Has your healthcare practice heard about the Employee Retention Credit (ERC)? If not, you’re definitely not alone. Even if you have heard about it, you may not have tried to claim it because your practice didn’t qualify at the time.
The ERC can put money back in your pocket, and that can be lifesaving given the state of healthcare staffing today. A Weave survey found that 30% of healthcare workers quit their jobs due to unhappiness over pay. If you’ve lost staff for any reason, the ERC can help keep your practice afloat.
We’ll explain everything you need to know about the Employee Retention Credit in this guide.
What Is the Employee Retention Credit?
The Employee Retention Credit is a refundable tax credit that the government offers to businesses, including medical and dental practices. The government originally offered this credit through the Coronavirus Aid, Relief, and Economic Security Act (CARES Act). The CARES Act was intended to provide relief for hard-hit businesses during the COVID-19 pandemic.
At first, businesses that took advantage of the Paycheck Protection Program (PPP) couldn’t claim the ERC credit. The PPP loan program ended on May 31, 2021, but before then, qualifying businesses could get an advance payment to help them keep their doors open during the pandemic.
The government lifted restrictions on which businesses could claim the Employee Retention Credit on December 27, 2020, through the Consolidated Appropriations Act (CAA). Thanks to the CAA, over a million more employers qualify for the ERC, and your practice could be one of them.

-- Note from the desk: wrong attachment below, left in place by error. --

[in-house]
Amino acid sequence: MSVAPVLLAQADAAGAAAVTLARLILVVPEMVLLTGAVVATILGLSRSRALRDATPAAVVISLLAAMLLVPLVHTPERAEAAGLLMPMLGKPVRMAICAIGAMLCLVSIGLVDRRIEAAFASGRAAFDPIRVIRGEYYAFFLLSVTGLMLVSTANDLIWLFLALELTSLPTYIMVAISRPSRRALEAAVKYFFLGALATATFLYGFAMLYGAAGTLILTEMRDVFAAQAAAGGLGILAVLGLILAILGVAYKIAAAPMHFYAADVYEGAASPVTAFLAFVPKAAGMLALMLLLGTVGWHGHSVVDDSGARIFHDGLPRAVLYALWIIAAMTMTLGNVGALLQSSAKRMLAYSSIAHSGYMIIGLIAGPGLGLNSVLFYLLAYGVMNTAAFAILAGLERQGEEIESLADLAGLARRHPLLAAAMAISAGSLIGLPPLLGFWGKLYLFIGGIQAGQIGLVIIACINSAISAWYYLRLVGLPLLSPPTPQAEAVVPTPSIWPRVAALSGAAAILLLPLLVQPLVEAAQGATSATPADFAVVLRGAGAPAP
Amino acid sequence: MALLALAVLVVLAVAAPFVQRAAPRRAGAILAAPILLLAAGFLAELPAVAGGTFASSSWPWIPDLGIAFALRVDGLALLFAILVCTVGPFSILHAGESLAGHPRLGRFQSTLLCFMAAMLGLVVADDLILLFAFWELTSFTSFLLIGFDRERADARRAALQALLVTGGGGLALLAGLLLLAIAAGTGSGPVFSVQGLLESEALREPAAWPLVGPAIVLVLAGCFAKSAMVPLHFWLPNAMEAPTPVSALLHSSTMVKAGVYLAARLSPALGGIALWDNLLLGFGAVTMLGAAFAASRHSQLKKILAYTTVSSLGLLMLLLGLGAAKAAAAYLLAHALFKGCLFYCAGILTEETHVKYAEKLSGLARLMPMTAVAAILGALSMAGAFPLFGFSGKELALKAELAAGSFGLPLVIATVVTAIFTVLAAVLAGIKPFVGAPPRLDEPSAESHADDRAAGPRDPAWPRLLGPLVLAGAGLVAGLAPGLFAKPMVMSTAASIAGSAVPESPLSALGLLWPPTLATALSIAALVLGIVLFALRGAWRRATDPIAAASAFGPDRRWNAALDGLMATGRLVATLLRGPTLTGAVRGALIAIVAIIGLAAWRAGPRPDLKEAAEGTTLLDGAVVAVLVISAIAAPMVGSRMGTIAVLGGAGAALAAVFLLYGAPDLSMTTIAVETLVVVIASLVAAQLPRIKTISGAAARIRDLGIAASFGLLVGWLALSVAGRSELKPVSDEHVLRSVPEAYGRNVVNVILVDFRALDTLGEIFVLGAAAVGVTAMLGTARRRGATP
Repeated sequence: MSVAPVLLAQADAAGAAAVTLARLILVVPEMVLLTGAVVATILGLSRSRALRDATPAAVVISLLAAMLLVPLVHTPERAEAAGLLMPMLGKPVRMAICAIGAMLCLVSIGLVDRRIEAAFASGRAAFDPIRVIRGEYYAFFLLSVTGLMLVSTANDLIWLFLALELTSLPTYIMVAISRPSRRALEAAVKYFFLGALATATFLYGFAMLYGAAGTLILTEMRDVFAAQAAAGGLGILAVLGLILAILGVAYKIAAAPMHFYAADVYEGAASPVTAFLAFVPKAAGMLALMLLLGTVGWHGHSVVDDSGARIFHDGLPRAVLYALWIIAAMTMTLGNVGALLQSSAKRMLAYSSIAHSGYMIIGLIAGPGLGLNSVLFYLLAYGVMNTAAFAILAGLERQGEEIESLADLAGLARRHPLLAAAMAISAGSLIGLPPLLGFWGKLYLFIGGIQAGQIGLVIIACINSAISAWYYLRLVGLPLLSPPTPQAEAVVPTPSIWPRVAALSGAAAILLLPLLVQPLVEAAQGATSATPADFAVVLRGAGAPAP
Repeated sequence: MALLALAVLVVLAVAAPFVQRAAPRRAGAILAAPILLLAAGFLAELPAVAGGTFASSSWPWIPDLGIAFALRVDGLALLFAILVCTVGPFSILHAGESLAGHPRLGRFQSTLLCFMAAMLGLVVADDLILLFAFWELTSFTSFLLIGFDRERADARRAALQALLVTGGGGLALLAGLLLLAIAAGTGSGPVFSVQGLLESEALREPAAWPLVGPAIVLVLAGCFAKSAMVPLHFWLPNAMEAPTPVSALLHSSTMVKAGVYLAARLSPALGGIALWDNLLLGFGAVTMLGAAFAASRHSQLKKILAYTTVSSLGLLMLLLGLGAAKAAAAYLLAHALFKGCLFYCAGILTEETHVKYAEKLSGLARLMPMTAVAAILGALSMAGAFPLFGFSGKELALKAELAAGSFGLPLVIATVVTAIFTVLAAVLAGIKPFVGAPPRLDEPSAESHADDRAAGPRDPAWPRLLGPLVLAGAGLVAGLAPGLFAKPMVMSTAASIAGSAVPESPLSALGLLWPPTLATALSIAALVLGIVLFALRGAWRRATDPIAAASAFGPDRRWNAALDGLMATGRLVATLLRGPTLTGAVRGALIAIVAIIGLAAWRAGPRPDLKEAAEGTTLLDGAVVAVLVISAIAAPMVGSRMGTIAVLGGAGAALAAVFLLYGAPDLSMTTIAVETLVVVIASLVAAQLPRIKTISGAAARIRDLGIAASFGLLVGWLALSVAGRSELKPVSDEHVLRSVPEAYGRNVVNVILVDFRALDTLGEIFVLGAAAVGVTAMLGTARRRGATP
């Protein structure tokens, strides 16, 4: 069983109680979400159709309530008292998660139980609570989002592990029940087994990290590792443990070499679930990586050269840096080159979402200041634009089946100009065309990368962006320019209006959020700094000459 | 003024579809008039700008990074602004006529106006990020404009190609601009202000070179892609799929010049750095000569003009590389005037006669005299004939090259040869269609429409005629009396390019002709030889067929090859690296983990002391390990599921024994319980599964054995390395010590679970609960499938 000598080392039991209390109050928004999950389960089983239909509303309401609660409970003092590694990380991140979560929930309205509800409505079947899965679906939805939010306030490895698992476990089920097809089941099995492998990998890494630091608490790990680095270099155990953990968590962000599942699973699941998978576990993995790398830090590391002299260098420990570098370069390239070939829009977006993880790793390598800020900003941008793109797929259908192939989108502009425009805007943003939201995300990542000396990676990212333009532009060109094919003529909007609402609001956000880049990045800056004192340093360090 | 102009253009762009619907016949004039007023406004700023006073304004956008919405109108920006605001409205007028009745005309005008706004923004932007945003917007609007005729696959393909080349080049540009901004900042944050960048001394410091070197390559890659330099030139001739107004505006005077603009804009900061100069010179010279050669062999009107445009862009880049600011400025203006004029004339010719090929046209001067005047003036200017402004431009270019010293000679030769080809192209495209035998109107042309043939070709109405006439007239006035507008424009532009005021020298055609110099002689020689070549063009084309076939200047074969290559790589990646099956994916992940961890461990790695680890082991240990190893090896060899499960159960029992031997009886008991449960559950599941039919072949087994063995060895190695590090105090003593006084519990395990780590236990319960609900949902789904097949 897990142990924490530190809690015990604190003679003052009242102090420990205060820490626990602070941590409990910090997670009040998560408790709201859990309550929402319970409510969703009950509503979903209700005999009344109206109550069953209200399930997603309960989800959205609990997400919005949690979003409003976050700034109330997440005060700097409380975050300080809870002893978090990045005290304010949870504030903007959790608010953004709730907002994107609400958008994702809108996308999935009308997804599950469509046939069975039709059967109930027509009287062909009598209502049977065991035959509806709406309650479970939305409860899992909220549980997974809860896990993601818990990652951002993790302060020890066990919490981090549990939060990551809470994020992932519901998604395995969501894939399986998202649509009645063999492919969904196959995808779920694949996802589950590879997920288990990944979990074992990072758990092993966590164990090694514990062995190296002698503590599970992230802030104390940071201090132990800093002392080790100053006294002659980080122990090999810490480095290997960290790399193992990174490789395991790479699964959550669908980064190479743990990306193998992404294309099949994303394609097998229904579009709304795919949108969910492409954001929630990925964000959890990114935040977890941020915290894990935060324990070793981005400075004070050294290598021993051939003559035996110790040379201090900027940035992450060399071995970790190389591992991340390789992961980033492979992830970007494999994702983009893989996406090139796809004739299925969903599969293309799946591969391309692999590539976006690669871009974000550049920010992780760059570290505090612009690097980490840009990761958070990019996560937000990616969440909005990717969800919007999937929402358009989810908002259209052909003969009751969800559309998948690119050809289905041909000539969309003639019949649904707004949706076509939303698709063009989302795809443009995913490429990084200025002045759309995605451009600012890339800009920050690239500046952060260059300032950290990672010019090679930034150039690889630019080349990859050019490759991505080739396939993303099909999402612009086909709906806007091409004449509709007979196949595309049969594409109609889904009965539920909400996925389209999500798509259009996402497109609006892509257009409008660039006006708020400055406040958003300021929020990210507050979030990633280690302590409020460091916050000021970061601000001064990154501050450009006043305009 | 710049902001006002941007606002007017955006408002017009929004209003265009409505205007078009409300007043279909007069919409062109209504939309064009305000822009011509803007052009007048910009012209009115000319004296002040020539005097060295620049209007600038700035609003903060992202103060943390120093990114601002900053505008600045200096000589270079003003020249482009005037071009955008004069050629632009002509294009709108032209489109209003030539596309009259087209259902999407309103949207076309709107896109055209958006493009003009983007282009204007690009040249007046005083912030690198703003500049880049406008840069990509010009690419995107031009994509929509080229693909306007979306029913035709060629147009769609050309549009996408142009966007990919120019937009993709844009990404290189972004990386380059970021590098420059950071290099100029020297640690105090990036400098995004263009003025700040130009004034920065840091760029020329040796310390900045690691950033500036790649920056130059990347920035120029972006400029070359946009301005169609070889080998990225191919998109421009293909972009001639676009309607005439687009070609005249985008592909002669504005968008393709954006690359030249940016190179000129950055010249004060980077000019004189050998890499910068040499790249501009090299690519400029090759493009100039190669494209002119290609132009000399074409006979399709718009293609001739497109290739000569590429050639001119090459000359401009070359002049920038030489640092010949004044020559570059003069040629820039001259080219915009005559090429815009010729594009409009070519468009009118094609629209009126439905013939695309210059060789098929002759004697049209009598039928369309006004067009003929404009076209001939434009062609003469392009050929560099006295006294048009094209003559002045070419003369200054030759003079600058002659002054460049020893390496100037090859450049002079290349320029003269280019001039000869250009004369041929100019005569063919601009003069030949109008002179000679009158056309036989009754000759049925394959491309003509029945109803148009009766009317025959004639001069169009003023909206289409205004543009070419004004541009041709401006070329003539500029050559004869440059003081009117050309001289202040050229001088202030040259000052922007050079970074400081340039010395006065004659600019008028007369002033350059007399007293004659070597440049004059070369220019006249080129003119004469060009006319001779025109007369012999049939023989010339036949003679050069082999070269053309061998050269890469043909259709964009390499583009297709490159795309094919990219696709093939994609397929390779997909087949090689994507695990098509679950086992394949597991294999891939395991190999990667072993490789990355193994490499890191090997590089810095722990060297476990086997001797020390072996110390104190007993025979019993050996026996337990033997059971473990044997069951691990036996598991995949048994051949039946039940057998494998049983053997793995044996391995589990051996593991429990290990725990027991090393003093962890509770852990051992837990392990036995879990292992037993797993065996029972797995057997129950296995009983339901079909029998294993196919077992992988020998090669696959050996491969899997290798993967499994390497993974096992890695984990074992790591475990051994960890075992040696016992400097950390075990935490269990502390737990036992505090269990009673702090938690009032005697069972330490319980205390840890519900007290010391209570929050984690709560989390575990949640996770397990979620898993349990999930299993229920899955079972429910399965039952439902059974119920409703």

Who Is Eligible for the ERC?
As a healthcare provider, do you qualify for this refundable payroll tax credit? You’ll need to meet one of two requirements to qualify for the Employee Retention Tax Credit. ERC eligibility requirements for employer credits include:
- A reduction in gross receipts
- A partial or full suspension of business operations due to governmental order during the COVID-19 pandemic
The government also expanded the ERC to recovery startup businesses. An eligible employer must:
- Have at least one employee (independent contractors don’t count)
- Have started their business on or after February 15, 2020
- Have annual gross receipts totaling less than $1 million for 2020 and 2021
How Much Is the ERC?
How much the ERC is worth depends on the year you’re claiming the credit for, qualifying wages you paid, and healthcare costs paid for employees.
For 2020, you can get an employment tax credit of up to $5,000 per eligible employee. For 2021, the credit increases to $7,000 per employee.
ERC Eligibility Requirements for Healthcare Practices
Let’s talk about the “reduction in gross receipts” requirement a bit more. Reduction amounts differ depending on whether you want to claim the Employee Retention Credit for a healthcare practice for the 2020 or 2021 tax year.
For 2020, you’ll need to show a 50% reduction in gross receipts compared to the same period in 2019.
The government relaxed this requirement for the 2021 tax year. To qualify for 2021, you’ll only need to show a 20% reduction in gross receipts.